- Theory of turning light into matter first thought of in 1934 by two physicist
- Researchers at Imperial College London now believe they can do it
- Process would involve using newly available high-powered lasers
- Matter created would be subatomic particles not visible to naked eye
Scientists have found out how to turn pure light into matter for the very first time – after 80 years of trying.
The idea was first dreamt up in 1934 by two physicists, but they never expected anybody to be able to physically demonstrate their prediction.
But researchers at Imperial College London say they have found a way to convert light into matter by using new equipment in the form of an extremely powerful high-intensity laser, capable of speeding up electrons to just below the speed of light.
The 80-year-old theory involved smashing together two particles of light, or photons, to create an electron and a positron – subatomic particles found in all materials.
Although scientists at the university believe they can create matter, at this stage the end result would not be visible to the naked eye.
Professor Steve Rose, from imperial College, said: ‘What was so surprising to us was the discovery of how we can create matter directly from light using the technology that we have today in the UK.
‘As we are theorists we are now talking to others who can use our ideas to undertake this landmark experiment.’
The experiment would involve blasting electrons, sped up by lasers to just below the speed of light, into a slab of gold to create a beam of photons a billion times more energetic than visible light.
The next stage would need a tiny gold can called a hohlraum, German for ’empty room’.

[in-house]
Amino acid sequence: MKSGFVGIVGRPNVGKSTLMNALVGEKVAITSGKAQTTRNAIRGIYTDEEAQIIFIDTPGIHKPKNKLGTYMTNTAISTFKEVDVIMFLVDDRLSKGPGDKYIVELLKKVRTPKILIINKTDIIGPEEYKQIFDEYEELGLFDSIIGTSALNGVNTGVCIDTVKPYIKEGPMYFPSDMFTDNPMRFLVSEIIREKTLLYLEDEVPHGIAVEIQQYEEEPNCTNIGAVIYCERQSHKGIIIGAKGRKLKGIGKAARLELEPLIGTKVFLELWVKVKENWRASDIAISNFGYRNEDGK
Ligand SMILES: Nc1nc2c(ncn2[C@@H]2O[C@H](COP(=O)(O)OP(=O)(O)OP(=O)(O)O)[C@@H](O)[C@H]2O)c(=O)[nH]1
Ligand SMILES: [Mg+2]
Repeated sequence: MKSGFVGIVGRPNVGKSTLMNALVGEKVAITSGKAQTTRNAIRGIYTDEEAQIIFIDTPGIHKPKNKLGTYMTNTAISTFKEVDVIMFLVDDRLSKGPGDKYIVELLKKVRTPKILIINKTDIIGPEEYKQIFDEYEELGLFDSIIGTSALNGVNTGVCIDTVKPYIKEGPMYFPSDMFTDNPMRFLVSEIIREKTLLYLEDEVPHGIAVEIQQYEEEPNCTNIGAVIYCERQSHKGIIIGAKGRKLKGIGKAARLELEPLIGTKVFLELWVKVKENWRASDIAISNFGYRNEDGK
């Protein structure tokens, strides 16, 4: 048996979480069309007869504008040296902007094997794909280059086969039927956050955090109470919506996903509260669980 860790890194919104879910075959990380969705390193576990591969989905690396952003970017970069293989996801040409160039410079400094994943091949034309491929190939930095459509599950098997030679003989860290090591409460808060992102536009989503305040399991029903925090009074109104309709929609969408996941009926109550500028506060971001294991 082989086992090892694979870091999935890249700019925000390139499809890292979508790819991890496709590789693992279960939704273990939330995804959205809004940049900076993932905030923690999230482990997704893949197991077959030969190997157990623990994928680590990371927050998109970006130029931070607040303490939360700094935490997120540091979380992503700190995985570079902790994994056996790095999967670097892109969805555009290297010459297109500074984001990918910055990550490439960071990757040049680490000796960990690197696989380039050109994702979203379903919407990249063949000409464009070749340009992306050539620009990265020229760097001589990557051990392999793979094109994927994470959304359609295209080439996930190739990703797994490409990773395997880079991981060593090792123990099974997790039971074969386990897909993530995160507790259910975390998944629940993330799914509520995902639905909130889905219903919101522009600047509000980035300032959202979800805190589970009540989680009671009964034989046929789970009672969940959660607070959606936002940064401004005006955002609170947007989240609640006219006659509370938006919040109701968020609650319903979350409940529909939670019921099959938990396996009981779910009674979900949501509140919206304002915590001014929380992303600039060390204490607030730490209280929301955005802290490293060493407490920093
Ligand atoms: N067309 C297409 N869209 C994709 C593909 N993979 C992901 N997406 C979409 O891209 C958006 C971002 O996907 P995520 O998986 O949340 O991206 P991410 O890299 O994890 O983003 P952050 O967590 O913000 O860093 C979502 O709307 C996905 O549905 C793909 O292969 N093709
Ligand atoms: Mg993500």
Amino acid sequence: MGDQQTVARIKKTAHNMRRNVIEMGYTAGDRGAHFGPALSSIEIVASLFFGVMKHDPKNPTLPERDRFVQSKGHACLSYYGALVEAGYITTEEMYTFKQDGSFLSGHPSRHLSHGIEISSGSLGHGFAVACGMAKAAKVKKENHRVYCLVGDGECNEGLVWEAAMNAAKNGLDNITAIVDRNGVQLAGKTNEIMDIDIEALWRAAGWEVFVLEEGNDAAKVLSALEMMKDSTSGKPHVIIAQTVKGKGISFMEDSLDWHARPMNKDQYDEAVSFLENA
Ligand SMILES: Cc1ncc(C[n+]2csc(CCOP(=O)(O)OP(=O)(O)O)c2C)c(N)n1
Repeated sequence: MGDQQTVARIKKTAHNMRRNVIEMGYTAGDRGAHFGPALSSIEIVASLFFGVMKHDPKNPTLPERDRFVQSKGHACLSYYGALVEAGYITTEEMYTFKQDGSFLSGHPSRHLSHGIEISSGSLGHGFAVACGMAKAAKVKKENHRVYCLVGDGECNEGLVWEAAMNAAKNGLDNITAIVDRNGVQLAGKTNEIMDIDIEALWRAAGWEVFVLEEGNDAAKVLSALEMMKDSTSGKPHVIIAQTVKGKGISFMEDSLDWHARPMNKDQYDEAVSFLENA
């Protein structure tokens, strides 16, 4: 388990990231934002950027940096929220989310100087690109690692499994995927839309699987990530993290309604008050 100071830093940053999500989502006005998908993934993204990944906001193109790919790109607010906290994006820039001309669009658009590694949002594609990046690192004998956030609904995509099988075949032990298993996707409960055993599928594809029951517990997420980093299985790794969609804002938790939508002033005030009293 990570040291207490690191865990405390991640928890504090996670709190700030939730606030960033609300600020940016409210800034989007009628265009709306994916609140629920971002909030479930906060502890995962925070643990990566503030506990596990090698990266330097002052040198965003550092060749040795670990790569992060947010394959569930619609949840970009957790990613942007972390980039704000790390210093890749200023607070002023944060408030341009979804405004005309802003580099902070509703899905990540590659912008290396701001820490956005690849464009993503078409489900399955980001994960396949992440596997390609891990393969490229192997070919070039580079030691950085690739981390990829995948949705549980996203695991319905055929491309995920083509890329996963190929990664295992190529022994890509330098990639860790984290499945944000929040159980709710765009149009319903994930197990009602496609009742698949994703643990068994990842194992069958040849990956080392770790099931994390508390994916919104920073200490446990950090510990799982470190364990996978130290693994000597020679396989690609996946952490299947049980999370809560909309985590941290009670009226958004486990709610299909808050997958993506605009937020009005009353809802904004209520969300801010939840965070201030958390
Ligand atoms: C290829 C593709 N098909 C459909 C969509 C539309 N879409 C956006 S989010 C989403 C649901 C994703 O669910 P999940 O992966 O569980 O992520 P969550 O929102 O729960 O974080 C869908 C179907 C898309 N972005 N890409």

Scientists would fire a high-energy laser at the inner surface of this to create a thermal radiation field, generating light similar to that emitted by stars.
They would then direct the photon beam from the first stage of the experiment through the centre of the can, causing the photons from the two sources to collide and form electrons and positrons.
It would then be possible to detect the formation of the electrons and positrons when they exited the can – in their microscopic state.
Oliver Pike, who is currently completing his PhD in plasma physics at Imperial College London, said: ‘Although the theory is conceptually simple, it has been very difficult to verify experimentally. The experimental design we propose can be carried out with relative ease and with existing technology.
‘Within a few hours of looking for applications of hohlraums outside their traditional role in fusion energy research, we were astonished to find they provided the perfect conditions for creating a photon collider.
‘The race to carry out and complete the experiment is on.’
The research published in Nature Photonics shows how the original theory, put forward by US physicists, Gregory Breit and John Wheeler in the 1930s, could be proven in practice.
This ‘photon-photon collider’, which would convert light directly into matter using technology that is already available, would be a new type of high-energy physics experiment.
The experiment would recreate a process that was important in the first 100 seconds of the universe and that is also seen in gamma ray bursts, which are the biggest explosions in the universe and one of physics’ greatest unsolved mysteries.